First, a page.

That’s why the current minimum wage, in real terms, is at its lowest value since 1955.  Compared to the average wage, it’s at 31%, the lowest level on record going back to 1947, meaning those stuck at or near the minimum wage are falling further behind the rest of us.

As always, your rationale for not raising the minimum is that it would hurt low-wage workers, whose employers would have to fire them when the wage mandate priced them out of the labor market (one can’t help but note that this concern doesn’t come up when you mandate your own pay hikes).

That would be a plausible argument, were it not for the fact that tons of careful research has disproved it.  The federal minimum wage has been raised 19 times by Congress since its introduction in 1938.  Eighteen states, covering about half of the national workforce, have minimum wages above that of the Federal level.  And over 100 cities have living wages—a higher minimum that applies to workers on city contracts or at firms with local government subsidies. 

In other words, more than any economic policy, we’ve had hundreds of “pseudo-experiments”—rare in economics—that allow us to test the impact of wage mandates on various outcomes.  These experiments allow us to compare before and after, or, even better, compare nearby places that face similar economic conditions but have different minimum wage laws.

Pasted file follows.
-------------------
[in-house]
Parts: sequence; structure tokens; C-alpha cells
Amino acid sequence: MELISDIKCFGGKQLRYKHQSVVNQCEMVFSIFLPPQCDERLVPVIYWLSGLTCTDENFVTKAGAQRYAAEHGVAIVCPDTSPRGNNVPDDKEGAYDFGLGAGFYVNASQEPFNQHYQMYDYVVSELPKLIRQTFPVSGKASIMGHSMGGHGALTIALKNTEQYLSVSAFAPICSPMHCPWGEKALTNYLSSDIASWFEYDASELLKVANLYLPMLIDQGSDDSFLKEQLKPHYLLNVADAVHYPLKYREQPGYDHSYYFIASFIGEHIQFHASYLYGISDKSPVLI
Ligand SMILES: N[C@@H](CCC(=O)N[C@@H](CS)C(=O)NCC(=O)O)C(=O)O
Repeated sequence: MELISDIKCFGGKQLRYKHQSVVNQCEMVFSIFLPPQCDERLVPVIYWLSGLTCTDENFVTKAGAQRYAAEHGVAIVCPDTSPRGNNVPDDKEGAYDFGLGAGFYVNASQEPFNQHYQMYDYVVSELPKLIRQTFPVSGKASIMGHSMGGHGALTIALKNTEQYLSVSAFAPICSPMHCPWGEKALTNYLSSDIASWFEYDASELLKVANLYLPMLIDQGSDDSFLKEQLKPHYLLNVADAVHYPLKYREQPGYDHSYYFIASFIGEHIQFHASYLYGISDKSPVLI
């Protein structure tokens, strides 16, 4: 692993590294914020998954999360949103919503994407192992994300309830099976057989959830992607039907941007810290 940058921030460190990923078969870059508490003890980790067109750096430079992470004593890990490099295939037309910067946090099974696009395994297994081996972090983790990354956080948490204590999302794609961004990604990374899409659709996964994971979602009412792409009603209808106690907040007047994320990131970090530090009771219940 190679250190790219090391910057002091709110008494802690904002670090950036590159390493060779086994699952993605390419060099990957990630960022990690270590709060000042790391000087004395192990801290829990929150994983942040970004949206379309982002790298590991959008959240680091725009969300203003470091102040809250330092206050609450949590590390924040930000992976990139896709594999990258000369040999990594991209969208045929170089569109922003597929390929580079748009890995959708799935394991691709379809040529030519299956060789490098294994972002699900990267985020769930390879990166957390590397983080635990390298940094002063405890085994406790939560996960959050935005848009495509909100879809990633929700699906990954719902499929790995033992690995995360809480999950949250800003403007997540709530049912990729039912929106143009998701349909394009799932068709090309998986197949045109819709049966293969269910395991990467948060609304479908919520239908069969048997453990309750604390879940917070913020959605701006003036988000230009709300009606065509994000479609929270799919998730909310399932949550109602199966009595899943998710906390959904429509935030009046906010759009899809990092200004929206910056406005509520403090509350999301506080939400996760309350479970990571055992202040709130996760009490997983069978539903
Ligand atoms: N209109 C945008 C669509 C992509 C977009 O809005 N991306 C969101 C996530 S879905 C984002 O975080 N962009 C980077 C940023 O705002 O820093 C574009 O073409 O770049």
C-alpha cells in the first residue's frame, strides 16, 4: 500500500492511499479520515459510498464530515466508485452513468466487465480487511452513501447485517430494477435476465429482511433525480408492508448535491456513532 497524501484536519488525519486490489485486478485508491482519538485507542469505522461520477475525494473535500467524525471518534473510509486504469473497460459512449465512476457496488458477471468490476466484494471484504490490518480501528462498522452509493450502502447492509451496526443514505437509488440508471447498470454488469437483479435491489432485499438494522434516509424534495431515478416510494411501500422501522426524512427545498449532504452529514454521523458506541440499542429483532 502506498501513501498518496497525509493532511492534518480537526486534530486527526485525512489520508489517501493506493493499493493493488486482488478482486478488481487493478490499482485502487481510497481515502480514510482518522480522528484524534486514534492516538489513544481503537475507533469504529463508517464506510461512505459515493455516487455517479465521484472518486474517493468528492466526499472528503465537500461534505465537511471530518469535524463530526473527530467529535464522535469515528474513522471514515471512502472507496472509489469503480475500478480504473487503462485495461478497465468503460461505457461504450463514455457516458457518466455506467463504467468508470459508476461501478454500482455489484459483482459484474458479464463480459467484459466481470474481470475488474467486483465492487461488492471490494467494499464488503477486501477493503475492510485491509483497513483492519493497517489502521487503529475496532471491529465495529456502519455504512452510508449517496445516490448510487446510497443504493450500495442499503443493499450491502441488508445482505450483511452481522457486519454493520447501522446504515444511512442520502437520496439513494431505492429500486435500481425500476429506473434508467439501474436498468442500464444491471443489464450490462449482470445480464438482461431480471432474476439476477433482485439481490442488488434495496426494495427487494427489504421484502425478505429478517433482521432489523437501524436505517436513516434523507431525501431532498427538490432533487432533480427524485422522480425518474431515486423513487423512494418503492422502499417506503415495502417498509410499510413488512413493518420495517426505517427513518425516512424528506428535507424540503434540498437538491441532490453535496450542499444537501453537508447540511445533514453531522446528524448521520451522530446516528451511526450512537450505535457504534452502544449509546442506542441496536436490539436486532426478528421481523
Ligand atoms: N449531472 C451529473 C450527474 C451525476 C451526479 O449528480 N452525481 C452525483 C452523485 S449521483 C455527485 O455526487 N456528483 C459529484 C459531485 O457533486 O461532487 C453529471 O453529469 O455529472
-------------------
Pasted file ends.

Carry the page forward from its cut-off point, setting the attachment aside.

The question that has received the most scrutiny is whether increases in the minimum wage lead employers to lay workers off.  You probably don’t want to hear the results from me, but here’s how Nobel laureate in economics, Robert Solow, put it: “The main thing about this research is that the evidence of job loss is weak. And the fact that the evidence is weak suggests that the impact on jobs is small.”

A great example comes from the last Federal minimum wage increase, back in 1996-97.  The usual suspects predicted massive job losses among those affected by the increase from $4.25 to the current level of $5.15.  Instead, low-wage workers experienced the strongest job market in 30 years.  Poverty fell to historic lows, particularly for the most disadvantaged workers, such as less-skilled minorities and single-mothers. 

On the other hand, there no such body of evidence supporting your claims that cutting taxes for the rich actually accomplishes anything beyond distributing wealth up to the scale.  Did I mention that profits as a share of national income are at a 39-year high?

Now, don’t get me wrong.  I’m not implying for a nanosecond that an increase in the minimum wage would offset the damage you guys have done over the past few years.  In that scheme of things, raising the pay of about seven million low-wage workers by less than two bucks is a token gesture which you will hopefully be forced to make so you can show your faces again in public.

But it would make an important difference to those workers, so you should do it.  The fact that I even have to argue with you about it is what’s so painful.